|Observations of a new source of coral mortality along the Kenyan coast|McClanahan, T. R.; McLaughlin, S.M.; Davy, J. E.; Wilson, W. H.; Peters, E. C.; Price, K.L.; Maina, J. (2004). Observations of a new source of coral mortality along the Kenyan coast. Hydrobiologia 530/531: 469-479. dx.doi.org/10.1007/s10750-004-2672-6
In: Hydrobiologia. Springer: The Hague. ISSN 0018-8158, more
Astreopora, Echinopora, coral disease, coral histology, marine fungi, Montipora
|Authors|| || Top |
- McClanahan, T. R.
- McLaughlin, S.M.
- Davy, J. E.
- Wilson, W. H.
- Peters, E. C.
- Price, K.L.
- Maina, J.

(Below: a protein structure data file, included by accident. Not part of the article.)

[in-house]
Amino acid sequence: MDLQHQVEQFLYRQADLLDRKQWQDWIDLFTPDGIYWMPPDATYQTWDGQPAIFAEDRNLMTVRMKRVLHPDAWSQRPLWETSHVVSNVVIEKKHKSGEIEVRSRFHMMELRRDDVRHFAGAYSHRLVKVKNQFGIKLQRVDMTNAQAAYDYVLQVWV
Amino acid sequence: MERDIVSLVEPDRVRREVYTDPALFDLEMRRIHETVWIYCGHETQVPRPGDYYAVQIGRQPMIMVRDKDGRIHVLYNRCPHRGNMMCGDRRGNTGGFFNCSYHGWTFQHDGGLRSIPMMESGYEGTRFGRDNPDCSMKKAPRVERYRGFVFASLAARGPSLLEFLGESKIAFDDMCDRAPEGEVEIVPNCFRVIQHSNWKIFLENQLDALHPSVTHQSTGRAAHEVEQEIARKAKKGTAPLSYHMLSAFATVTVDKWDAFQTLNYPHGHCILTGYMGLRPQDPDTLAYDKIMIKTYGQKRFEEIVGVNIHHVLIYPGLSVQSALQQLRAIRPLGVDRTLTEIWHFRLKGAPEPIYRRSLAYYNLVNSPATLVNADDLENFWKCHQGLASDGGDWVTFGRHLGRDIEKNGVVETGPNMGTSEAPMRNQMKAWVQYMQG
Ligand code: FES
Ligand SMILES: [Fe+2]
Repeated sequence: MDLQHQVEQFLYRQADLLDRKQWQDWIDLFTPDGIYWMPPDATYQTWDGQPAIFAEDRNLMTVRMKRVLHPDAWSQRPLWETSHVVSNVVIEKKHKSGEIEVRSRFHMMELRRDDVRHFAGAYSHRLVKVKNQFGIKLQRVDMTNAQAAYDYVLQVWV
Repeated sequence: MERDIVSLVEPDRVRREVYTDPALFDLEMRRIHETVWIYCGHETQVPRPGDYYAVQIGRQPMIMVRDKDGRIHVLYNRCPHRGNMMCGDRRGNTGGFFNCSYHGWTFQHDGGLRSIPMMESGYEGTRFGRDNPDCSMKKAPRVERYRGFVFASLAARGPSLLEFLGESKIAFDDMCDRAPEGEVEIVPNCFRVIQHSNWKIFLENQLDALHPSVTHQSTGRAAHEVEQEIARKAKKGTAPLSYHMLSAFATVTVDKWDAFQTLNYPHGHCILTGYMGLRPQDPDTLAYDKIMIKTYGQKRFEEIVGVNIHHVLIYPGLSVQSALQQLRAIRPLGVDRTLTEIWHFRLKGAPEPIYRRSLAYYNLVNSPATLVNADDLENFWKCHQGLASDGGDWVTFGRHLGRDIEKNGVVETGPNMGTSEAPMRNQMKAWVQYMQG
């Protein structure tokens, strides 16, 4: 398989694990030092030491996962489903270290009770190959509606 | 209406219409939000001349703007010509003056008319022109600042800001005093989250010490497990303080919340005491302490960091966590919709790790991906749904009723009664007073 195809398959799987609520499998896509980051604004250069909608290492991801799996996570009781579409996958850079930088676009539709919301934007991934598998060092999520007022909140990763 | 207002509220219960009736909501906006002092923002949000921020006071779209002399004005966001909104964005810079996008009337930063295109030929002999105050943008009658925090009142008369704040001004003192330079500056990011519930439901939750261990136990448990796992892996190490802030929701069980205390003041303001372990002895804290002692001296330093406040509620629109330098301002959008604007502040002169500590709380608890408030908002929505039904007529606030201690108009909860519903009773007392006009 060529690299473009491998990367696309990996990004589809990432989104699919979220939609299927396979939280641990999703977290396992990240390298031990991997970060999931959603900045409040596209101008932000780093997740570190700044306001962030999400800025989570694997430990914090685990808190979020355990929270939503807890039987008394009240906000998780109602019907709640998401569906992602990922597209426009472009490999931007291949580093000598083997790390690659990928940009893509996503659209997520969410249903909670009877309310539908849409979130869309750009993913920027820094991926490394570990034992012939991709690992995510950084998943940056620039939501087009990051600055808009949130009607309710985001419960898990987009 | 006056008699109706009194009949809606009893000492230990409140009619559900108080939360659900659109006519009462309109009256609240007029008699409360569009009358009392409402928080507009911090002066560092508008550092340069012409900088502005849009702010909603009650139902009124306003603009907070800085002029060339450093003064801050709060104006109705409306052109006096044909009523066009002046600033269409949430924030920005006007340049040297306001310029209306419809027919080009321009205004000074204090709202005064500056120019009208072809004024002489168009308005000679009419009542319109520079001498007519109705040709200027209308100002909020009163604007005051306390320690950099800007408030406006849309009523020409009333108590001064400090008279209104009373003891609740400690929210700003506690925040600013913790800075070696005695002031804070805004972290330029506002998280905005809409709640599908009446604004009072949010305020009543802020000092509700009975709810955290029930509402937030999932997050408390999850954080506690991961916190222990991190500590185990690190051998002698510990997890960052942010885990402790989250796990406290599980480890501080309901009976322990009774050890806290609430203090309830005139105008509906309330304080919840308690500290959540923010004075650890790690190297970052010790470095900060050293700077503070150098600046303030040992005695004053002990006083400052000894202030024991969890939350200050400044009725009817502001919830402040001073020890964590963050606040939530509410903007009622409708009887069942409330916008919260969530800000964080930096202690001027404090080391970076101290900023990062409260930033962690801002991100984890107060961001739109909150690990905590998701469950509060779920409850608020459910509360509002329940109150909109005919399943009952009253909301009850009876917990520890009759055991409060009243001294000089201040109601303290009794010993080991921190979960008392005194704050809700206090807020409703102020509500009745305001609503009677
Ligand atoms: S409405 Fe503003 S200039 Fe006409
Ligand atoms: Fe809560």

In early 2002 coral mortality occurred along 600?km of coastline from Tanzania to Kenya. Astreopora, Echinopora , and Montipora species were severely affected, with Montipora being nearly eliminated from Kenyan reefs. Acropora , Platygyra , Goniopora , and massive Porites were also affected; however, Porites and Goniopora rarely died and often recovered, whereas death for most other species occurred within 2?weeks. In Echinopora and Montipora , a dull ashy tissue color and brittle skeletons characterized the early stages of this event with a mucus layer on the tissue surface in intermediate stages. Mucus and embedded debris then disappeared and surfaces were left covered in a white calcareous dust that sometimes capped a black layer. Astreopora tissues became dull and pale, and seldom produced mucus; eventually the skeleton became bare and white. Either a colorless translucent or brownish thin margin of tissue was visible between living tissue and bare skeleton, depending on species. Scanning electron micrographs of affected corals revealed the presence of fungi. Histology and staining showed that the fungi were mostly in the three genera that died from the syndrome and it may be that fungi invaded and killed corals weakened by another unidentified pathogen.